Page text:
Parish Nurses Ministering Wellness
Columbia St. Mary’s Hospital in Milwaukee is a member of Ascension Health, the nation’s largest nonprofit health system and its largest Catholic health system. Ascension’s call to action is “to provide health care that leaves no one behind.” Milwaukee is one of the poorest cities in the nation. With poverty rates higher than 40 percent in parts of the city, many of Milwaukee’s neighborhoods have been left behind.
Columbia St. Mary’s sponsors a community-based, chronic disease management program (CCDM) located at food pantries operated by churches around the city. Because disease management is so heavily influenced by dietary choices, it made sense to locate the program in food pantries so that it is easy to incorporate nutrition counseling into the health screenings. “The cyclical in control/out of control management of chronic diseases cried out for a model of care different from the office-based, doctor-centric approach,” says Bill Solberg, Director of Community Services at Columbia St Mary’s.
The program employs two parish nurses who work with churches in some of the city’s most disadvantaged African American and Hispanic communities. A parish nurse is a registered nurse who works within a faith community to respond to the health issues of the members and the broader community or neighborhood. What distinguishes a parish nurse is the spiritual side of her work. “We’re not just our heart or our liver or our kidneys,” says Maureen Daniels of the International Parish Nurse Resource Center. “Part of being a person is that whole dimension of spirit that makes us who we are.”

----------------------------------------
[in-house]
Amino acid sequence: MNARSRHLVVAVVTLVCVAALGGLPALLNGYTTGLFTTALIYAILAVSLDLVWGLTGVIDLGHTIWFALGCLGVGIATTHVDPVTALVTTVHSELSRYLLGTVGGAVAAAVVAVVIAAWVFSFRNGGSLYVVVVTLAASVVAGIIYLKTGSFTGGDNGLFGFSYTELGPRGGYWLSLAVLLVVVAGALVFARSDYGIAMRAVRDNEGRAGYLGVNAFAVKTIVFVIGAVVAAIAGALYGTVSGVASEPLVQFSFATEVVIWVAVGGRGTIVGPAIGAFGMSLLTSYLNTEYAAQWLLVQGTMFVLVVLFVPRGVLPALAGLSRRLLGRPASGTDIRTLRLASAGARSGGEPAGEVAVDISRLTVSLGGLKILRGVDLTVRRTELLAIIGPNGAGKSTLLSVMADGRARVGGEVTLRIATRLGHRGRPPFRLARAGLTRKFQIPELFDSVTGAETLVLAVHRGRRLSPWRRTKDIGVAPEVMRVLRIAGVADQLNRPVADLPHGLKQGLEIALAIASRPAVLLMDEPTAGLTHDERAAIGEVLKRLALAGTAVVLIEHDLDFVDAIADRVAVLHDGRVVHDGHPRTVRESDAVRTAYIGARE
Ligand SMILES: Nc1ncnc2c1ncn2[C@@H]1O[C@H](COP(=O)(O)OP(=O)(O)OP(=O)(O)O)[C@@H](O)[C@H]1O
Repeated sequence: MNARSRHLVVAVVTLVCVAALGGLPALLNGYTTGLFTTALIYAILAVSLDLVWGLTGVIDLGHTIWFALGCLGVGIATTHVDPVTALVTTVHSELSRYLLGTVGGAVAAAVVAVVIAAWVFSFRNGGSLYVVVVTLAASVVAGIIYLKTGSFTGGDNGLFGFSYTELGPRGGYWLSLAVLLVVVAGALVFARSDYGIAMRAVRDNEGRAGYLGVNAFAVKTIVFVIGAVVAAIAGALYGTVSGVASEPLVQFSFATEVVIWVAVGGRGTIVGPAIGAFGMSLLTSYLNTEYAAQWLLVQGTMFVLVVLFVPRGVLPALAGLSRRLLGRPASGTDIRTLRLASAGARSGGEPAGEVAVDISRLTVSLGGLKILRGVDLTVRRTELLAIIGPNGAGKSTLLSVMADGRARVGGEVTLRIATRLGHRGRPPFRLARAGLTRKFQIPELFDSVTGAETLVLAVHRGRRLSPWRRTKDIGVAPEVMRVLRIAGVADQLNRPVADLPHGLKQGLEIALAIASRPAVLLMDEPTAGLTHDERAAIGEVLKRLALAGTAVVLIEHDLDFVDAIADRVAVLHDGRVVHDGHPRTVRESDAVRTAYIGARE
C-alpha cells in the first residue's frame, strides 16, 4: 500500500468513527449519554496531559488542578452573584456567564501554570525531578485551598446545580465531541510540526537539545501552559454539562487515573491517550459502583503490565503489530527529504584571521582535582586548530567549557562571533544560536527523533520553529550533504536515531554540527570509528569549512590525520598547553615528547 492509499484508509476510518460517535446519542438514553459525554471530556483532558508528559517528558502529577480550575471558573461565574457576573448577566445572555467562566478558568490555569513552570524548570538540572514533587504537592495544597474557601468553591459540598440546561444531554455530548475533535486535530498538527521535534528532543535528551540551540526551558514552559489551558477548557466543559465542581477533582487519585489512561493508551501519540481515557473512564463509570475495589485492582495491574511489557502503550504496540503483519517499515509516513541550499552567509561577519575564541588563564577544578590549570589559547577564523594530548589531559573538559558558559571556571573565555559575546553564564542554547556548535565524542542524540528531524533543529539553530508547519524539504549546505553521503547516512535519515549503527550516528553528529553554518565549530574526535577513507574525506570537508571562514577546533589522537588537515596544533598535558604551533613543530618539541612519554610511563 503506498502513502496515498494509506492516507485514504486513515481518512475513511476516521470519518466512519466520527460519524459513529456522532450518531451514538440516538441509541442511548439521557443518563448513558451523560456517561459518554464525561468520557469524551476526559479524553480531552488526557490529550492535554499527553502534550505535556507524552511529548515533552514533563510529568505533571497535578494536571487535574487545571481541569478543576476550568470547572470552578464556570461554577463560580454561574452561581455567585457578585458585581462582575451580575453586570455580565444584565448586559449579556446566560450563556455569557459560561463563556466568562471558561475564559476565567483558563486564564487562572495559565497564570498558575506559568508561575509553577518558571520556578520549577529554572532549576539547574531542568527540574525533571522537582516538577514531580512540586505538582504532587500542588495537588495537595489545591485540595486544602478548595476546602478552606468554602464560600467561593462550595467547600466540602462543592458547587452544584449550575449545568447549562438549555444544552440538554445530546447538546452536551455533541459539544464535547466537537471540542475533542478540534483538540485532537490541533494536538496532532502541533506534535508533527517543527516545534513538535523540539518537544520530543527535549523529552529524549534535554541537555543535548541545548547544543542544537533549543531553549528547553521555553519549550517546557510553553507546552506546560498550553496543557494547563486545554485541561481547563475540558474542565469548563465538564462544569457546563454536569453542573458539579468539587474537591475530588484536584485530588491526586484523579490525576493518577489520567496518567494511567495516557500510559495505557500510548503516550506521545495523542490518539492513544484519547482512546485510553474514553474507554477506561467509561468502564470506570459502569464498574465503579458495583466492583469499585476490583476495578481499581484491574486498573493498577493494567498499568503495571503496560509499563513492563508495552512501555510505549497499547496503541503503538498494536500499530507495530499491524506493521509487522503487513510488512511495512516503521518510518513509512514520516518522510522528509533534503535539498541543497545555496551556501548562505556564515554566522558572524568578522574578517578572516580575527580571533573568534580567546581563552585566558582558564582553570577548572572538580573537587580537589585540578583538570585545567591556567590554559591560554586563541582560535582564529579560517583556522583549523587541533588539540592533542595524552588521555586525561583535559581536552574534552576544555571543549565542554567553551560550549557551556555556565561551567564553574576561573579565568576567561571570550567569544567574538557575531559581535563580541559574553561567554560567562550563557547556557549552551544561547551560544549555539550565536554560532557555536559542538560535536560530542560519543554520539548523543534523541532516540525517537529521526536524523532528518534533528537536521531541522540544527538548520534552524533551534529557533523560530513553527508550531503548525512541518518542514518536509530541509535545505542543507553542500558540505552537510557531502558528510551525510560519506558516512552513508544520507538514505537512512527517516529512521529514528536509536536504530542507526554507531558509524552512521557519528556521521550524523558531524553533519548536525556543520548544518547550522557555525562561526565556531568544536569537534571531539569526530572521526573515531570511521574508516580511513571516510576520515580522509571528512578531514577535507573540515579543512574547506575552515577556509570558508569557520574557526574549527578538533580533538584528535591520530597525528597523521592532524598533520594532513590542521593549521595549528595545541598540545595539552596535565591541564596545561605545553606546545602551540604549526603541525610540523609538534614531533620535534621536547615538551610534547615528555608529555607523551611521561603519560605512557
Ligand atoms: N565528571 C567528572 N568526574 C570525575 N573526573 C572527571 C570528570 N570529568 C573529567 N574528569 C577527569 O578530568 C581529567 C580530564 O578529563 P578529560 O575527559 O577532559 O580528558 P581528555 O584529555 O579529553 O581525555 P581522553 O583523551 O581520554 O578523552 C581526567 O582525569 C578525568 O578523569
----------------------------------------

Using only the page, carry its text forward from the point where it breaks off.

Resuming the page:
Columbia St. Mary’s is a Catholic institution, but parish nursing is not a distinctly Catholic vocation — many prefer the term faith-community nurse. There are approximately 15,000 parish/faith-community nurses in the United States, and it is one of the fastest growing specialty practices recognized by the American Nurses Association.
Julia Means, one of the nurses employed by the hospital, is a member of Ebenezer Church of God in Christ, the site of one of the pantries. Solid partnerships with the churches have been the key to ensuring that the program is sustainable. Charles McClelland, Bishop of the Northwest Wisconsin Jurisdiction of the Church of God in Christ (COGIC), was so impressed with the CCDM program that he invited Means to coordinate the health ministries of all 42 churches that report to him.
The pantries stock the healthiest foods they can get. Healthy items such as chicken breasts, fresh fruit, and vegetables can be purchased from the Feeding America network food bank for a modest fee per pound, which allows the food bank to cover its maintenance costs for transportation and storage. Solberg estimates it costs Columbia St. Mary’s about $1,500 per year to support one pantry. That is less than the cost of one overnight hospital stay.